Let's say you read a blog post about how to get more website visitors. You put the advice into action and within a month, you doubled your visitors.

Take just a few minutes to sit down and email the person who gave you the advice about your results. They're likely to be very happy. They'll probably even mention you on their website because you're proof that their system works.

This not only gets the big name noticing and talking about you, but it also gets their readers to notice and talk about you too.

9. Watch for opportunities to interview them.

Anytime someone in your power network is trying to spread the word about a new venture, they're likely to accept an interview. They do this to reach larger groups of people for more sales and exposure.

Watch for the members of your power network to release a book or product or give a speech. Then ask if you can interview them for your site. Be sure to ask a few questions about their new venture so they have a chance to promote it. Once you publish the interview, give them the link to share with their audience.

If you can't get an interview with them, try writing a review. If your review gets enough exposure, you'll probably get an interview next time around.

When dealing with your power network, remember they are real people. Your goal is to help them, not annoy them. Help them (using the tips above) before you ask for favors, and don’t ask them questions you could easily find the answers to.

You're trying to build real relationships, so treat them the way you want to be treated, and be patient. Real relationships take time. You can't expect successful or famous people to start promoting you overnight, but with the tips above, you can get them to notice and start interacting with you.

What about you? Do you have a power network? If so, who's in it? If not, whom would you like to be in your power network?

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Published: November 22, 2012

8 Responses to “How to Create and Maintain a Power Network in Just Minutes Per Day ”

  1. These are wonderful suggestions. I am in the very early stages of becoming a copywriter, but I WILL succeed. Every suggestion and tip I get I will try to incorporate.
    Thank you

    Guest (Donna Glidewell)

  2. Thanks so much Christina for your input!Great article. I'll follow your advices and start right now!

    Valerie Leroyer

  3. Christina, this is a magnificent post filled to the brim with extremely valuable and actionable content. I've used many of the tips you shared to build my own power network and they do indeed work. Some people in my power network include Lisa Irby, Ilene Smith, and Terrance Charles. Thanks for sharing this insanely valuable post with our BizSugar community. I hope that many of our members and others will take action on what you've laid out here!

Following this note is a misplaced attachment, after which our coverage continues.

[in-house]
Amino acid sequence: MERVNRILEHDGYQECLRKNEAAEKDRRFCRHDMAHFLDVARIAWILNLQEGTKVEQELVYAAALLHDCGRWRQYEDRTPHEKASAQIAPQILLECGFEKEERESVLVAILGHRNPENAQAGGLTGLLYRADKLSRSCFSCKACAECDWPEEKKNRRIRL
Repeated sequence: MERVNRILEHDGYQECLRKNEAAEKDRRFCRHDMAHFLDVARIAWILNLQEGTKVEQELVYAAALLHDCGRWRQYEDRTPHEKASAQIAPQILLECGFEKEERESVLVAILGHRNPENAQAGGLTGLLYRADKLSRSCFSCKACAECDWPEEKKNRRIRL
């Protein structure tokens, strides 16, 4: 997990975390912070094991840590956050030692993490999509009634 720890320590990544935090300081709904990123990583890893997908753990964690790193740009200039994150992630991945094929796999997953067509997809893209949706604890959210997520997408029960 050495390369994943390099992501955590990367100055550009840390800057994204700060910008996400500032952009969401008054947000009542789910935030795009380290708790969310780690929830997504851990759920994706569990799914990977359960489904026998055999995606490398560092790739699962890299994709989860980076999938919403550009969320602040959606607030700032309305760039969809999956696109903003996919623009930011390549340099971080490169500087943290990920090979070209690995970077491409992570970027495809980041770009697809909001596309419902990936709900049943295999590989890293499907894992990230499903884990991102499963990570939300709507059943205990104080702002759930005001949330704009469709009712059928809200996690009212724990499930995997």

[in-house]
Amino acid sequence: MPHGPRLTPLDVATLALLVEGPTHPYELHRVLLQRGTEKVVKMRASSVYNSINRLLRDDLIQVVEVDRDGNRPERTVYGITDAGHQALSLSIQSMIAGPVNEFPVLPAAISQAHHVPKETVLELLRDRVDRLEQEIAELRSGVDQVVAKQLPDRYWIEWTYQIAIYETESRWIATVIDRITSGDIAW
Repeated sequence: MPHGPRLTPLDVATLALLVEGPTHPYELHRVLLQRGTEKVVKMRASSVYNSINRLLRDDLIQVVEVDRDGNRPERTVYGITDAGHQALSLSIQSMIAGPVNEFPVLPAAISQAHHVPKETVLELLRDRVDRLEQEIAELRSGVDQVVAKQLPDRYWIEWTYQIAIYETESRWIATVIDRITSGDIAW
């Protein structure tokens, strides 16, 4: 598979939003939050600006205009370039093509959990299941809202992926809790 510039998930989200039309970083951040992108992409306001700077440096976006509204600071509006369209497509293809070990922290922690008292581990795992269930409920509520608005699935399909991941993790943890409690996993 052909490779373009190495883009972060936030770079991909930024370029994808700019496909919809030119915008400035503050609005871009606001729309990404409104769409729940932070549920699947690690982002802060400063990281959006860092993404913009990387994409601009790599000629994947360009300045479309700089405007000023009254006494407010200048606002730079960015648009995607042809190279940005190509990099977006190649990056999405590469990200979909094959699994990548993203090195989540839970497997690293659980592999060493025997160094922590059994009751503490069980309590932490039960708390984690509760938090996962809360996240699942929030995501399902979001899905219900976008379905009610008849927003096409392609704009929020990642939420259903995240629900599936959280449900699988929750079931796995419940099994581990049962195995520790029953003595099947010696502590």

Guest (Ti Roberts)

  4. All excellent, easily doable advice, Christina. Especially like the idea of making it a habit to send birthday cards to your clients and prospects.

    Alan Steacy

  5. I have just joined awai and I wanted to get aquainted with this community right away. I love your advice here as we many times are very intrigued by what we read, but fail to commend the "real person" who shared it. You have helped me see how we can help one another by telling how the info helped us personally. Thank you so much. Do you think I used the word "help" too much? Hahaha :)

    AnnaMarie E

  6. The display name is the name I have used on my books and articles for years. Can I use it on things I write - if by chance I find something I can write? So far most of the jobs I have read about here are way above my head. I'm not familiar with the language used. My computer knowledge leaves much to be desired also, I'm afraid. My books have been how-to on writing, and novels and articles. I have also written (years ago) for several newspapers, but they were opinion pieces and my personal opinions. I don't see anything on the list so far that appears to be something I can do.

    Elizabeth St Denny

  7. Dang. This is really good stuff, Christina. I've seen a boatload of impressive content and tips from several high-performing writers, but I never thought I could get them to notice me or help me. What used to be an impossibly intimidating pursuit is now within reach. I'll start small with two or three. Now!

    Thanks, Christina.

    Gary Mull

  8. Good article, good comments, everything helpful because based on simple and useful truth. What's more basic then:
    Do unto others what you would want them to do to and for you!